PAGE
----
Wednesday, September 22, 2010

McDonald's in Beirut

Can you believe where I ended up getting a morning cup of coffee in Beirut? Of all places. Here's a photo through the plate glass window as my two sisters-in-law and me sip coffee. Ronald McDonald sitting on a bench looking out onto the Corniche and the Mediterranean Sea.
Well, my sisters-in-law were confused with me when I told them outside on the sidewalk that I don't go to McDonald's. They looked perplexed but didn't say anything. They both have young children and regularly go to McDonald's. So, there we stood, sun beating down on us, on the sidewalk, discussing our options.

I said, "I haven’t even gone to a McDonald’s in Canada since the early '90s. I don't do fast food chains."

"Well, where should we go, then?" asked one of my sisters-in-law, adjusting her scarf. The sun beat down and the cars sped by. It was only morning and we were already feeling sweaty and sticky. We walked a bit more and looked for another place, but there didn't seem to be any coffee shop close by.
We asked the guy in front of the Hard Rock if they serve American style coffee. He said, yes, but we don't open for another 45 minutes. He went back to smoking.

We walked some more.

"I'm getting really hot," said my sister-in-law who doesn't like to walk around too much, sweat beading her brow.

"The coffee's not that bad at McDonald's," my other sister-in-law said, adjusting the strap of her bag and her sunglasses.

My young niece and nephew tugged at their mother's hands and said in Arabic, Mama! When are we going to McDonald's?

"OK. Whatever," I said. "OK, so we go to McDonald's. What the hell. How many other people can say that one of their firsts in Beirut is McDonald's!"

We all laughed, and the children ran ahead.

As we filed through the door at McDonald's in Beirut, I thought that the last time I went to a McDonald's was when my husband and I travelled out west to Vancouver with our then-young children. My sister-in-law, Cheryl, and I, took all the kids (her three boys and my two boys and daughter) to the Imax theatre (which is now called the Omnimax Theatre). I can't remember what we watched, but I do remember that she drove to McDonald's afterwards. As she parked the car, I said, "well, I don't go to McDonald's. I don't take my kids to McDonald's," but here we all were, a carload of antsy, hungry kids, my sister-in-law looking with puzzlement at me and the kids all shouting and clamouring for McDonald's, including my kids who only went to McDonald's for friends' birthday parties. So, what to do? We ended up at McDonald's.

It was sort of like that in Beirut. What to do?
We had first gone into a restaurant across the street and just a bit down the street from McDonald's. The tables were set in white linens, the wind blew in from the Mediterranean, and there was a great view of the waterfront skyline and the Corniche, but when we looked at the menu, there was no American coffee. We asked the waiter as he rushed by us if they had American coffee. He said no. We sat and waited to be served. We thought, what the hell. We got up and left.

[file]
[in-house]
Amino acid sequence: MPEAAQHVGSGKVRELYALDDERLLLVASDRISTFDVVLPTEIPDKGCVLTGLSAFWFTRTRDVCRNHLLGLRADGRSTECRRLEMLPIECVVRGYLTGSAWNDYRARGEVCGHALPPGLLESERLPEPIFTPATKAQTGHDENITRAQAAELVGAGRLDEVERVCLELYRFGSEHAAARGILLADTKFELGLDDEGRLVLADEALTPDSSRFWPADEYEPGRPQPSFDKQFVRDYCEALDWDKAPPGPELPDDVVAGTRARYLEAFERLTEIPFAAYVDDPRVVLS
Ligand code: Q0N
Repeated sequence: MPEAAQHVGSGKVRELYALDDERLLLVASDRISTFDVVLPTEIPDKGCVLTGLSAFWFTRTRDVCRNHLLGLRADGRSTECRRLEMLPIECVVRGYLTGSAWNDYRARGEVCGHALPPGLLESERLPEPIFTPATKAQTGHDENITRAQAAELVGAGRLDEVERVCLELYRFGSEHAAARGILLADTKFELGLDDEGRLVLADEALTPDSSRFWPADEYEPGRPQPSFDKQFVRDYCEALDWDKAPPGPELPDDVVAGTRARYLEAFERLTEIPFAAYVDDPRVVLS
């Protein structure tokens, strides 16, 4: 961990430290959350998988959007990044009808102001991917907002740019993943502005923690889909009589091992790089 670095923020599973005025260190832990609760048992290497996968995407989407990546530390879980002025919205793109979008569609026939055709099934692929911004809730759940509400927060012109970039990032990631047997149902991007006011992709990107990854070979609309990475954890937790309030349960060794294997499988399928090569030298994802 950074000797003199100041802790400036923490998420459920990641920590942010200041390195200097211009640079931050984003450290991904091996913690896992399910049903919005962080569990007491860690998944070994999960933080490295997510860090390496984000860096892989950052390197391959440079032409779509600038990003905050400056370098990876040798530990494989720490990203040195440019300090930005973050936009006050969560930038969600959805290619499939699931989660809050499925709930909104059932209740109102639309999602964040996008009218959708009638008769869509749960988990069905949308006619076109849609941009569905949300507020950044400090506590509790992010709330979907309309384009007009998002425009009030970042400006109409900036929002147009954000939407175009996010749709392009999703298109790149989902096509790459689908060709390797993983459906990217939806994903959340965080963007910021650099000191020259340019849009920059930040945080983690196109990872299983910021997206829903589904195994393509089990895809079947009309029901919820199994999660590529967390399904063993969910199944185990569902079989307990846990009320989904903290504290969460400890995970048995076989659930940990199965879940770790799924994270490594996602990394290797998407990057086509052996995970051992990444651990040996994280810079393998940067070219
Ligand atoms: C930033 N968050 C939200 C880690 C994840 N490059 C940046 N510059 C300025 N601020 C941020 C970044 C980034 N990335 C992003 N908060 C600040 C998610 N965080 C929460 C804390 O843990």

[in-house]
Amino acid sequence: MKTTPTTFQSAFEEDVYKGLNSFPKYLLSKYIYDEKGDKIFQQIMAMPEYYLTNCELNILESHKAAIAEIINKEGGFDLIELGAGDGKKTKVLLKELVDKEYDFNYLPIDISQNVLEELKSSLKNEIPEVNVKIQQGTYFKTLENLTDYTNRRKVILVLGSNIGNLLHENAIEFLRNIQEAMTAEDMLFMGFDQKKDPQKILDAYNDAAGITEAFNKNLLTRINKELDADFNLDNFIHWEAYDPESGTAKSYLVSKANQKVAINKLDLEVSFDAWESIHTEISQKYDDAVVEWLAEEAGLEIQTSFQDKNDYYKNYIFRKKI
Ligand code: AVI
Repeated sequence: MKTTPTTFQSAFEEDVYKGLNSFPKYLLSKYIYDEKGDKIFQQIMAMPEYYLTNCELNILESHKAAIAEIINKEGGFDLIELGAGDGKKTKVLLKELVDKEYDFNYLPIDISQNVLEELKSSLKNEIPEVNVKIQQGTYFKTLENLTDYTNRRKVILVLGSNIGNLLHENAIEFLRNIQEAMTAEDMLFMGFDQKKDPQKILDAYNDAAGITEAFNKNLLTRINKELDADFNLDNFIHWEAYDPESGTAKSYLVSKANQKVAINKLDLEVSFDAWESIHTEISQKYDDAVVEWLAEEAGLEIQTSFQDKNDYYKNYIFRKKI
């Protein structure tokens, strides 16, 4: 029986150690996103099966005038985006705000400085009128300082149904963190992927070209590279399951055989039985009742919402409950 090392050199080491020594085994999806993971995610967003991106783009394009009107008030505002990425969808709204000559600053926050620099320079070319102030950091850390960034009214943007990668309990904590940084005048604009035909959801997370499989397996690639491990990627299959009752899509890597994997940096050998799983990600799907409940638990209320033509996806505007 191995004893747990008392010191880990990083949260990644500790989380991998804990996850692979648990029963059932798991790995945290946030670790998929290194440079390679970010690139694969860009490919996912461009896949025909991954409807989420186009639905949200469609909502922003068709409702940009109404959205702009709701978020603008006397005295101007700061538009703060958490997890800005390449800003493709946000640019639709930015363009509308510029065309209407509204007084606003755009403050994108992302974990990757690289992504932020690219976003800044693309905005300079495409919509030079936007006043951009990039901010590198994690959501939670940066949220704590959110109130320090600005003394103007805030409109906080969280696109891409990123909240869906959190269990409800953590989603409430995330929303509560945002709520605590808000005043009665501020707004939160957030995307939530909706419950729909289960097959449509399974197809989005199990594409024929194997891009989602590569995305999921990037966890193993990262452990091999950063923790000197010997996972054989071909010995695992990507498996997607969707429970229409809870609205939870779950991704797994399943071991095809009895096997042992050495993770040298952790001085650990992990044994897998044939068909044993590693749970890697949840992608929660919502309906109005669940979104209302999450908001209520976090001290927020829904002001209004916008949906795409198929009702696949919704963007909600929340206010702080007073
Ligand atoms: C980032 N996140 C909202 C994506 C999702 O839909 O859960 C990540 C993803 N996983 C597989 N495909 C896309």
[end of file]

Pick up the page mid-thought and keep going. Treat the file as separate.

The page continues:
And that's how we ended up at McDonald's in Beirut.


marja-leena said...

Heh, love this story. Reminds me of the time we were in Berlin ten years ago. Bemoaning the expensive breakfasts and expensive coffee and late openings of the cafes near us, we decided to go to a nearby McD's. The coffee, orange juice and eggs were good but daughter was disgusted with us. She used to get sick on their food as a kid so stopped going years ago until then. Another time, in Rome husband and I needed to find a washroom so went into a fancy tiled McD's for ice cream and the most impressively decorated and very clean facilities.

Ari said...

You seem to have a very pharisaical opinion about McD's. In Finland some very wealthy people don,t go to McD's because they can meet poor people there. I use to eat very often in McD's. It's products( ground beef, bread, coffee, ice cream, salads) are very good and far from junk food. Mc's coffee and ice cream may cost two euros, but in coffee shops from six to ten euros. That is why I go to McD's whereever I go.

northshorewoman said...

Hello ML,

Your experiences with McD's and travelling are interesting! I am sure there is a whole book out there of stories like ours.


McDonald's in North America can't be compared to other places. Here, fast food is a national sickness, literally making people obese and unhealthy, never mind the removal of people from their local food sources and restaurants. Of course it is also a class thing -- but McD's here is not that cheap, and there is lots of burger competition -- but for me, I buy and eat local meat, not factory farmed frozen patties from who knows what feedlot. I am sure that how McDonald's in Finland fits into the north american model has its differences (and similarities, too) but my point of view comes from the question of food production, the corporate food industry, and local economies and health.

Ari said...

Most of the food we can buy from shops is from enormous farms. A big farm is like a big factory: 5000 cows, area thousands of square miles, machinery is very very expensive. Wheat or corn or other plants are gene manipulated. Everything must be effective, fertilisers are chemically very complicated. This is our local meat nowadays, and when we eat food like this today, we are vampires or monsters tomorrow.

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